Teachers, friends, world leaders in surgery
Teachers and Trainers; a rare and precious breed of surgeons
- Teachers and Trainers; a rare and precious breed of surgeons
“Split second decisions are required at times and one should be at the cutting edge with latest knowledge, possible options, trouble shooting and providing safe care to the patients…”
January 15th 2009, Airbus flight with 155 people on board took off from New York Airport. Just five minutes into the flight, it struck a flock of Canadian geese and lost all engine power. There were no options of turning around to get back to the airport. It could have risked all the passenger’s and New York residents’ lives on the ground.
Time was the essence and the pilot had to take a split-second decision.
Pilot Sully (Chesley Sullenberger) took a bold but correct split-second decision to keep gliding over the populated area with his failed engines and land his plane in Hudson river that he could see at some distance, in front.
The rest is history. All passengers survived.
The landing was described by NTSB (National transportation safety board) as “the most successful ditching in aviation history”. It became known as the “Miracle on the Hudson”.
Tom Hanks Hollywood movie star played the lead role of Sully in in the movie bases on this real-life drama.
One may ask, how did Captain Sully pull it off? The answer is simple; he was not just an expert pilot he was a teacher and trainer as well.
Such situations are “once in a lifetime.
This was his first encounter with such a dangerous and unexpected situation. Captain Sully had to take a decision and then implement it in the fraction of a second. His in-depth knowledge that had ingrained in his brain with several years of preparations, teachings, discussions and practice over the decades as a teacher and trainer came to his and his passengers’ and crew’s rescue.
Any other pilot might have panicked, tried to seek advice and think about his options in such a complex situation; with many lives are risk. It’s no brainer to predict the gloomy outcome of a flight in this scenario in hands of ordinary pilots!
“Miracle on Hudson” was made possible due to an individual’s practice as a teacher and trainer in his field.
- Professor Amir Nisar strongly believes that with God’s blessings, one make one’s own luck: “the more you practice, the luckier you get.”
Operations, surgery and theatre environment can be similarly labile like flying. Split second decisions are required at times. Patient’s outcome, wellbeing and at times even life depends on these decisions.
A surgeon can never be too well prepared to deal with an unexpected ride in theatre. The best surgeons are at the cutting edge with latest knowledge, possible options/choices, trouble shooting that helps them to provide safe care to the patients.
A “Teacher and Trainer surgeon” like Sully, practices various complex scenarios many times over while teaching and training, He prepares for the safe and ideal solutions when facing unexpected and complex scenarios. He finds answers to the complexities and shares his expertise with other surgeons, thus reenforcing the thoughts in his own mind as well. In short, a teacher and trainer surgeon is a well oiled machine who can not only perform simple surgeries safely but also shines in complex and complicated situations as he has the latest evidence based knowledge and skills at the tip of his fingers, at the forefront of his brain and within the DNA of his body.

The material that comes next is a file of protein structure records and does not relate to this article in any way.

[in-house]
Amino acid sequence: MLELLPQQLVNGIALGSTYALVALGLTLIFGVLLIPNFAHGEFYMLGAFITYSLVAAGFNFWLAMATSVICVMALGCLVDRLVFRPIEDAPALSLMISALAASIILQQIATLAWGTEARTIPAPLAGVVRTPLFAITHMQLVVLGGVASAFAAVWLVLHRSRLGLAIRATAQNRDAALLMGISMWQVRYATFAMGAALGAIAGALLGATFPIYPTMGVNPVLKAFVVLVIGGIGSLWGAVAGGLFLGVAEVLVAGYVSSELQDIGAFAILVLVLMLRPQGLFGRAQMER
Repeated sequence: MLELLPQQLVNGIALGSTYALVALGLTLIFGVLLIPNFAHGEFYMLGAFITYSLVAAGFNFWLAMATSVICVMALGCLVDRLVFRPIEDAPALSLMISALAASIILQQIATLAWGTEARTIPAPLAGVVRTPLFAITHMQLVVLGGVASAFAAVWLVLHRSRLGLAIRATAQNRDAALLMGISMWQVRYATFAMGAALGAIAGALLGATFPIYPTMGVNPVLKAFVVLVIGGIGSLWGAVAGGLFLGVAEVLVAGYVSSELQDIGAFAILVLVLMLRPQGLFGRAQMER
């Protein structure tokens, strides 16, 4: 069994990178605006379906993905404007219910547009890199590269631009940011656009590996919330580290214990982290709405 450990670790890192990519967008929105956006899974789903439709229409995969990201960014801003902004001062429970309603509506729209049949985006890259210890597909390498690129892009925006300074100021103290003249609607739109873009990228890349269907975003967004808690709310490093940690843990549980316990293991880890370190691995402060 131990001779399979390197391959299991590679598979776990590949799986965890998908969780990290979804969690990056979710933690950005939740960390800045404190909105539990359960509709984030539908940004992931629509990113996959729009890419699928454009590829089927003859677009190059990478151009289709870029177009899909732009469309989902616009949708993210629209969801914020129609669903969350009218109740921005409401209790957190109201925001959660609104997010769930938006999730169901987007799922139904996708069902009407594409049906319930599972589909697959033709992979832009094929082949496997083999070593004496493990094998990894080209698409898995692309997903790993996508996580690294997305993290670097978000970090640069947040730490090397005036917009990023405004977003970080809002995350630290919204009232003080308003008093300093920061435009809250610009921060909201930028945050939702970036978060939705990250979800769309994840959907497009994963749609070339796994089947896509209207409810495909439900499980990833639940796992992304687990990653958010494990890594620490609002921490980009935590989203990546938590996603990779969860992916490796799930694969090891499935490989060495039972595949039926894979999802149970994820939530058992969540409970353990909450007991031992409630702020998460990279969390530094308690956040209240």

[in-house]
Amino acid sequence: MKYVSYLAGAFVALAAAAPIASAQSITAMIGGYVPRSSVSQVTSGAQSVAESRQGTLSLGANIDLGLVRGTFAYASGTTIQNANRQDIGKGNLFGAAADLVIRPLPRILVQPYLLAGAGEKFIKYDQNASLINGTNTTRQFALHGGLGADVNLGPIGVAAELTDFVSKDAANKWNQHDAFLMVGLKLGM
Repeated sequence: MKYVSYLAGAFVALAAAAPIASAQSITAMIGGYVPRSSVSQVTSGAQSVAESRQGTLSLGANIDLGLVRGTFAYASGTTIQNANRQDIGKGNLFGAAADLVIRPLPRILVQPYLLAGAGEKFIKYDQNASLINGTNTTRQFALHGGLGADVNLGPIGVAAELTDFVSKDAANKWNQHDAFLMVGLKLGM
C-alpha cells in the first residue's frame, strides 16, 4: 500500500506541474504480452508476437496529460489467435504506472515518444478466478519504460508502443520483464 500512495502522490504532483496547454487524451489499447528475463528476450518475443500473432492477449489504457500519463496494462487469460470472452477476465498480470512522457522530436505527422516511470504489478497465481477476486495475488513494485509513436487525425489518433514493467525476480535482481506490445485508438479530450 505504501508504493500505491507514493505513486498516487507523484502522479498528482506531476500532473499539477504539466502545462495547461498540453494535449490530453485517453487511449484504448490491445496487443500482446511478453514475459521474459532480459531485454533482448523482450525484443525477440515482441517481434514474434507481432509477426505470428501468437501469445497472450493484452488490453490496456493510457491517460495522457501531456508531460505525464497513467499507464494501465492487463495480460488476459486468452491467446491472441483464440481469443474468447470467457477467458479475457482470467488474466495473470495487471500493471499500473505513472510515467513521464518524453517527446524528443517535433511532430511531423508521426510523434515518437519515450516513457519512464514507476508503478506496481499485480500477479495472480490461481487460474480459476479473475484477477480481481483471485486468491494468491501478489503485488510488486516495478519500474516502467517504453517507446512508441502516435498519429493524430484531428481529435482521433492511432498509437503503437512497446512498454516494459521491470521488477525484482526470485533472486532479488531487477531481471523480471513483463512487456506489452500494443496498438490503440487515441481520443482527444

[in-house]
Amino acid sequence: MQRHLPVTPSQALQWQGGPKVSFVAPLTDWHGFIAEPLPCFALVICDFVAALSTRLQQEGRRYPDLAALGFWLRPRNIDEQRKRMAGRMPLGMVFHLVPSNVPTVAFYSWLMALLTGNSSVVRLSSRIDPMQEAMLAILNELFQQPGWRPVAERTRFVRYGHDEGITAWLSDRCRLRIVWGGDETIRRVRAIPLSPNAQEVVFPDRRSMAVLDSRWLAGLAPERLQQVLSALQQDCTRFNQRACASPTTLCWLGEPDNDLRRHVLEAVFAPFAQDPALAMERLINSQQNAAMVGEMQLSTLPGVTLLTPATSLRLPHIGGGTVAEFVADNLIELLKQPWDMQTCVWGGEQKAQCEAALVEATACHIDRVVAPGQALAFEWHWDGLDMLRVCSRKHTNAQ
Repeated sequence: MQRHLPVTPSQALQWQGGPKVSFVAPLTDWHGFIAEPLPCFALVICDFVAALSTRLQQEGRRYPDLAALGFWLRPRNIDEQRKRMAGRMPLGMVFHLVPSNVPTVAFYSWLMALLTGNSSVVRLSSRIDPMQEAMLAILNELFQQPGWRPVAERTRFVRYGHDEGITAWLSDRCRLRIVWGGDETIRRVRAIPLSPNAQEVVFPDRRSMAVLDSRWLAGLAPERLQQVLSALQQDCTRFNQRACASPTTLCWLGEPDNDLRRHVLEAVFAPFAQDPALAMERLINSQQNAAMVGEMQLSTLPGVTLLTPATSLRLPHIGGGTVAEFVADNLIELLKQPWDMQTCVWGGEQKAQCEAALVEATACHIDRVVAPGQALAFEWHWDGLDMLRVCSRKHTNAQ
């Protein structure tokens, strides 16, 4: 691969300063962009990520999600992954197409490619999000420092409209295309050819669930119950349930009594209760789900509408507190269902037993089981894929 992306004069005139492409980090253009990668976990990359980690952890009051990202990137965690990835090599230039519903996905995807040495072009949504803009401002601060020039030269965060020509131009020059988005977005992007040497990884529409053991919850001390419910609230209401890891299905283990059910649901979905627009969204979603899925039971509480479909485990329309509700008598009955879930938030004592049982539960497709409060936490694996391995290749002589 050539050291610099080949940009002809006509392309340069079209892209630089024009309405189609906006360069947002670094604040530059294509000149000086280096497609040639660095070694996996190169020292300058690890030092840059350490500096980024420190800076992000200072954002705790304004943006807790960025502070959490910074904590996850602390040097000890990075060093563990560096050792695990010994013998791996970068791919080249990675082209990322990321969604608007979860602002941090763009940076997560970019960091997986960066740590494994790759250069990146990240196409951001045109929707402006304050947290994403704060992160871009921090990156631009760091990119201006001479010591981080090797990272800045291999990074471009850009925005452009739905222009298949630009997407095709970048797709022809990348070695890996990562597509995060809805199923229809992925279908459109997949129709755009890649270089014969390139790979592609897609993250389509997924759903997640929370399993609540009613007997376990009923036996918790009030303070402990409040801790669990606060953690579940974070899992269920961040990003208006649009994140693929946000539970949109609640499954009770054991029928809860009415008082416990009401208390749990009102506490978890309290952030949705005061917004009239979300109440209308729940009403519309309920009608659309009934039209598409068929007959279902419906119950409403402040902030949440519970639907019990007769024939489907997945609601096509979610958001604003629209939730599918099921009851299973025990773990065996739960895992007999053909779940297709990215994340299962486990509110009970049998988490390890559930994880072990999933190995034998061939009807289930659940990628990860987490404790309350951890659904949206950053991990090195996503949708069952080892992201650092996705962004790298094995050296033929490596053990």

Like a champion formula one driver a master Teacher and Trainer surgeon can keep his cool around a difficult bends and take his patient safely to the victory podium, at the conclusion of surgery.
- Professor Amir Nisar firmly believes that the actual surgery in theater constitutes only 20% of the overall work that one need to put in to become a technically good surgeon.
80% of learning is outside the theatre prior to the surgery; like learning about the process, attending courses, teaching, training, simulation and box training.
Teaching and training takes a surgeon above and beyond the collective 100% mentioned above.
Professor Amir Nisar encourages his colleagues and teams to get involved teaching and training so that they can be many notches above the other surgeons.
- Numbers are important too
Everyone knows the difference between fair, good, excellent and a master champion.
What better example than Tiger Woods! Thousands of hours of hard work, training, mental matureness, understanding complexities of courses and weather conditions and knowledge updates do count when it comes to pick up trophies in various tours around the world.
Similarly, hours and years do count when it comes to delivering a safe, effective and successful surgery to the patients by their surgeons.
As a surgeon, one not only needs a wide range of experience of surgeries in “numbers / high volume”, but high frequency as well.
10 operations performed in 1 month will be more beneficial to a surgeon in learning and improving his skills and thought process, than performing the same numbers over a period of 6 months (one to two cases a month).
Best surgeons with great skills have extensive experience of working at tertiary referral centers, where they gain experience and expertise under the watchful eyes of their master trainers for years and get all the required hours, numbers, volume and frequency required of a Sensei surgeon at work.
While working in tertiary referral centers is good: Teaching and training on courses and meetings, the interactive discussions and learning from other experts multiplies the experience manifold.
Teachers and Trainers; a rare and precious breed of surgeons indeed.